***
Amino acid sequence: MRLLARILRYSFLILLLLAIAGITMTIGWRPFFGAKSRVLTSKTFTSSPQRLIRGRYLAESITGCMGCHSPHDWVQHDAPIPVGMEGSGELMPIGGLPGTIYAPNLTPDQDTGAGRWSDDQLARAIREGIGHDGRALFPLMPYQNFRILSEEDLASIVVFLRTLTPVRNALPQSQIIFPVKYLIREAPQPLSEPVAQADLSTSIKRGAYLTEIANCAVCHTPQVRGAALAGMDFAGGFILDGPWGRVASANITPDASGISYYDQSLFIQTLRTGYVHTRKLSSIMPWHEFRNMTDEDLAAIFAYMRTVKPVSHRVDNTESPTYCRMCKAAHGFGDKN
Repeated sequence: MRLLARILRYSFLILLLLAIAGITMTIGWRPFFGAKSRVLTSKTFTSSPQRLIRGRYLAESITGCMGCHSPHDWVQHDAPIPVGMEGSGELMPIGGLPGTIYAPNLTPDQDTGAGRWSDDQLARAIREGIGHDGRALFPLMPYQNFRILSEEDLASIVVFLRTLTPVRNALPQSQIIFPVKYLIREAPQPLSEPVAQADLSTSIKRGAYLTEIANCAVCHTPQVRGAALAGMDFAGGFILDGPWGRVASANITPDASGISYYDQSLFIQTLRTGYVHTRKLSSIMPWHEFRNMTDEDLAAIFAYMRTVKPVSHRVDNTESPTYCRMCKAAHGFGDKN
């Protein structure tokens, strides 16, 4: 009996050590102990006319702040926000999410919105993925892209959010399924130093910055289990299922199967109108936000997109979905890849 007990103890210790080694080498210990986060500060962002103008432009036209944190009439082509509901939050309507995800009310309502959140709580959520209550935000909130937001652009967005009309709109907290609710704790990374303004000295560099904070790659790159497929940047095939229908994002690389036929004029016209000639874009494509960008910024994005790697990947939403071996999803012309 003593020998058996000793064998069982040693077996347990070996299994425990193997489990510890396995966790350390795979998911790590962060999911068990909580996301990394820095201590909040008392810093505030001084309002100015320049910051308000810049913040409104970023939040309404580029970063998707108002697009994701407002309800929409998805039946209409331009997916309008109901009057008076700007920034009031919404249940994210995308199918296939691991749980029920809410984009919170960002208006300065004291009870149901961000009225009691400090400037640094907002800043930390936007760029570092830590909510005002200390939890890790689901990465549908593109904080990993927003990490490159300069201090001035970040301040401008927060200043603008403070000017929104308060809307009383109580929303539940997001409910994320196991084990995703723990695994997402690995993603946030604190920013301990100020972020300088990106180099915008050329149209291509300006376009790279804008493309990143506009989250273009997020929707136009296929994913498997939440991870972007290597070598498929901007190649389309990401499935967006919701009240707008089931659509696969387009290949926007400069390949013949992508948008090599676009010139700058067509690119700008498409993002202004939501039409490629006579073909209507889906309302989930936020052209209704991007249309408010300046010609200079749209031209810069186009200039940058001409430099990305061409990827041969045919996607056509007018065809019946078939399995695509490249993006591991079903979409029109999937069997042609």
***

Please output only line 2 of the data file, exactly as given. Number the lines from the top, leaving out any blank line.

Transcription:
Repeated sequence: MRLLARILRYSFLILLLLAIAGITMTIGWRPFFGAKSRVLTSKTFTSSPQRLIRGRYLAESITGCMGCHSPHDWVQHDAPIPVGMEGSGELMPIGGLPGTIYAPNLTPDQDTGAGRWSDDQLARAIREGIGHDGRALFPLMPYQNFRILSEEDLASIVVFLRTLTPVRNALPQSQIIFPVKYLIREAPQPLSEPVAQADLSTSIKRGAYLTEIANCAVCHTPQVRGAALAGMDFAGGFILDGPWGRVASANITPDASGISYYDQSLFIQTLRTGYVHTRKLSSIMPWHEFRNMTDEDLAAIFAYMRTVKPVSHRVDNTESPTYCRMCKAAHGFGDKN